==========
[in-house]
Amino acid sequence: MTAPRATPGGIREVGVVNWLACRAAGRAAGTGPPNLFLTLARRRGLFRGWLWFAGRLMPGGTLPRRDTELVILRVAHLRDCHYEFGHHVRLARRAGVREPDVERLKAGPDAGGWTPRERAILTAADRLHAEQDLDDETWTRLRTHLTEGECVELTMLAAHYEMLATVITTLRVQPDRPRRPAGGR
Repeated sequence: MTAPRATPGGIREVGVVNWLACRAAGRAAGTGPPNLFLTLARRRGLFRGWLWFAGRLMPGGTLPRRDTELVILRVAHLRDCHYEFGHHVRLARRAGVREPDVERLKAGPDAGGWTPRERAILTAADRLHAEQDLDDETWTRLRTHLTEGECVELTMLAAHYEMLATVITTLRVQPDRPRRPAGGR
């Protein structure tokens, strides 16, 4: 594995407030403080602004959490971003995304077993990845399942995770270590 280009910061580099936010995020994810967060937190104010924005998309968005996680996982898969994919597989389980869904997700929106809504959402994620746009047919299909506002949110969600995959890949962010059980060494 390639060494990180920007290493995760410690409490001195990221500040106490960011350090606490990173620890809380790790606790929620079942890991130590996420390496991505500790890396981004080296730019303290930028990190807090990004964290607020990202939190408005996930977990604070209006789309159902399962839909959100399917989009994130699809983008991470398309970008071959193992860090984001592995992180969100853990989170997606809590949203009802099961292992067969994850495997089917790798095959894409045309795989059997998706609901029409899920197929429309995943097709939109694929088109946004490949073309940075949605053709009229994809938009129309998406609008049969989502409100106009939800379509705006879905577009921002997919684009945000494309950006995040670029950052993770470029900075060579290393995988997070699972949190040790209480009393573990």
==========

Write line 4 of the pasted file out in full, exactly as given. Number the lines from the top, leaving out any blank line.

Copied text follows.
């Protein structure tokens, strides 16, 4: 594995407030403080602004959490971003995304077993990845399942995770270590 280009910061580099936010995020994810967060937190104010924005998309968005996680996982898969994919597989389980869904997700929106809504959402994620746009047919299909506002949110969600995959890949962010059980060494 390639060494990180920007290493995760410690409490001195990221500040106490960011350090606490990173620890809380790790606790929620079942890991130590996420390496991505500790890396981004080296730019303290930028990190807090990004964290607020990202939190408005996930977990604070209006789309159902399962839909959100399917989009994130699809983008991470398309970008071959193992860090984001592995992180969100853990989170997606809590949203009802099961292992067969994850495997089917790798095959894409045309795989059997998706609901029409899920197929429309995943097709939109694929088109946004490949073309940075949605053709009229994809938009129309998406609008049969989502409100106009939800379509705006879905577009921002997919684009945000494309950006995040670029950052993770470029900075060579290393995988997070699972949190040790209480009393573990």